Occurs in Toubkal National Park in Morocco and probably in other protected areas, too.
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Wikipedia

Barbary ground squirrel

The Barbary ground squirrel (Atlantoxerus getulus) is a species of rodent in the family Sciuridae. It is monotypic within the genus Atlantoxerus.[2] It is endemic to Western Sahara, Algeria and Morocco and has been introduced into the Canary Islands. Its natural habitats are subtropical or tropical dry shrubland, temperate grassland and rocky areas where it lives colonially in burrows. It was first described by Linnaeus in 1758.

Description[edit]

The Barbary ground squirrel is a small species growing to a length of between 160 and 220 millimetres (6.3 and 8.7 in) with a bushy tail of a similar length. It weighs up to 350 grams (12 oz) and has short wiry hair. The general colour is greyish-brown or reddish-brown and there is a white stripe running along each side, and sometimes another along the spine. The belly is paler grey and the tail is longitudinally barred in black and grey.[2][3]

Distribution[edit]

The Barbary squirrel, an 1820 illustration
Leaves, flowers and fruits of the argan tree

The Barbary ground squirrel is found on the Barbary Coast of Western Sahara, Morocco and Algeria on the seaward side of the Atlas Mountains and was introduced into the island of Fuerteventura in the Canary Islands in 1965.[1] It is the only species of squirrel to inhabit Africa north of the Sahara.[2] Its habitat is arid rocky ground and it is found in mountainous regions up to an altitude of about 4,000 metres (13,000 ft).[2]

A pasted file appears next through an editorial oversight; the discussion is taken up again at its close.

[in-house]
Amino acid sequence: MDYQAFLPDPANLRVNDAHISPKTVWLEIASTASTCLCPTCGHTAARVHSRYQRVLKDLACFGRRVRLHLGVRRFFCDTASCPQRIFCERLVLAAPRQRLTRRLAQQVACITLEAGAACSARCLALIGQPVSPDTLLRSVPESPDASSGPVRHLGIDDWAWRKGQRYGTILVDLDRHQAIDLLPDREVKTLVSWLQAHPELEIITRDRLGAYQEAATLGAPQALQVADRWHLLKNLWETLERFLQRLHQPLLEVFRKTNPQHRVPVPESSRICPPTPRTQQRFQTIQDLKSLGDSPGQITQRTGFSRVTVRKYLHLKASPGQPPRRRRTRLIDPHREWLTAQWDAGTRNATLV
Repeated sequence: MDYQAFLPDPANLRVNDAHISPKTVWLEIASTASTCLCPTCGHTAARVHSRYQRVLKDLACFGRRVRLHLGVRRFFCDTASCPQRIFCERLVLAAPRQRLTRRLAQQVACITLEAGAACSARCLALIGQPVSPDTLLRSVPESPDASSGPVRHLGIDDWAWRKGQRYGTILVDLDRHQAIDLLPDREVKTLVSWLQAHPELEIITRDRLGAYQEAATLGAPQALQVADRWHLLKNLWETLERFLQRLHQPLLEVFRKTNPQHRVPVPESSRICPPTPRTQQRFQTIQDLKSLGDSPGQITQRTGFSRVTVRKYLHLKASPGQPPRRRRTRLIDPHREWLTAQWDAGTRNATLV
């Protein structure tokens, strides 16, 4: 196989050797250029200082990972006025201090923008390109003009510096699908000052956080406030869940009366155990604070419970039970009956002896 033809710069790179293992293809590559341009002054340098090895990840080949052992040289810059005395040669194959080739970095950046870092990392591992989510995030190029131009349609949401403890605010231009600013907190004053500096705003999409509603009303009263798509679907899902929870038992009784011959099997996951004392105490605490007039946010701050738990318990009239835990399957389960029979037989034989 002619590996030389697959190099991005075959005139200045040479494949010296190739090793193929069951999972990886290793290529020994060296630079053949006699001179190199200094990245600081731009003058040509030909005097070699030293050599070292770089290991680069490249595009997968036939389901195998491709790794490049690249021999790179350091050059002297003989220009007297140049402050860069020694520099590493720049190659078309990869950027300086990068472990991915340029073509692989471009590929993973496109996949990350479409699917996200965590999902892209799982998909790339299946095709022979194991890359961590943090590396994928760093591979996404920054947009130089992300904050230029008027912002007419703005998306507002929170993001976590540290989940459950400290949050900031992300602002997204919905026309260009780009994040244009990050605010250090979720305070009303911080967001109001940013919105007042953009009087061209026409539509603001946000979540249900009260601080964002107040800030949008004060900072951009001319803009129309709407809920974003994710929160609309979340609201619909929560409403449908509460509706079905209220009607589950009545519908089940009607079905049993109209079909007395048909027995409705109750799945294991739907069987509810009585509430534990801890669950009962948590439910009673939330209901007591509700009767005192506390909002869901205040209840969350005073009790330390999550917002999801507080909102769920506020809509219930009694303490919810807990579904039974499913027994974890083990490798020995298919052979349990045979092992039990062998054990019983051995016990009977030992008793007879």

Biology[edit]

The Barbary ground squirrel is a colonial animal and lives in family groups in burrows in dry grassland, bushy and rocky areas including disturbed agricultural land, or in dens among rocks. It needs access to water but is not found in irrigated fields. It tends to come out to feed early in the morning and again in the evening, retreating into its burrow during the heat of the day. It feeds on plant material and a major part of its diet is the fruit and seeds of the argan tree (Argania spinosa). If the population builds up and food is scarce, the Barbary ground squirrel may migrate.[1][2] The females give birth to litters of up to four young, twice a year.[1]

Status[edit]

The population of the Barbary ground squirrel is believed to be stable and it is common over its range up to elevations of 2,000 metres (6,600 ft) but is more widely dispersed at higher altitudes. It is also less common at the eastern end of its range. It is listed in the IUCN Red List of Threatened Species as being of "Least Concern".[1]

References[edit]

  1. ^ a b c d e Aulagnier, S. (2008). Atlantoxerus getulus. In: IUCN 2008. IUCN Red List of Threatened Species. Retrieved 6 January 2009.
  2. ^ a b c d e Scott J. Steppan and Shawn M. Hamm (2000). "Atlantoxerus". Tree of Life Web Project. Retrieved 2013-02-14. 
  3. ^ Thorington, R. W. Jr. and R. S. Hoffman. 2005. Family Sciuridae. pp. 754–818 in Mammal Species of the World a Taxonomic and Geographic Reference. D. E. Wilson and D. M. Reeder eds. Johns Hopkins University Press, Baltimore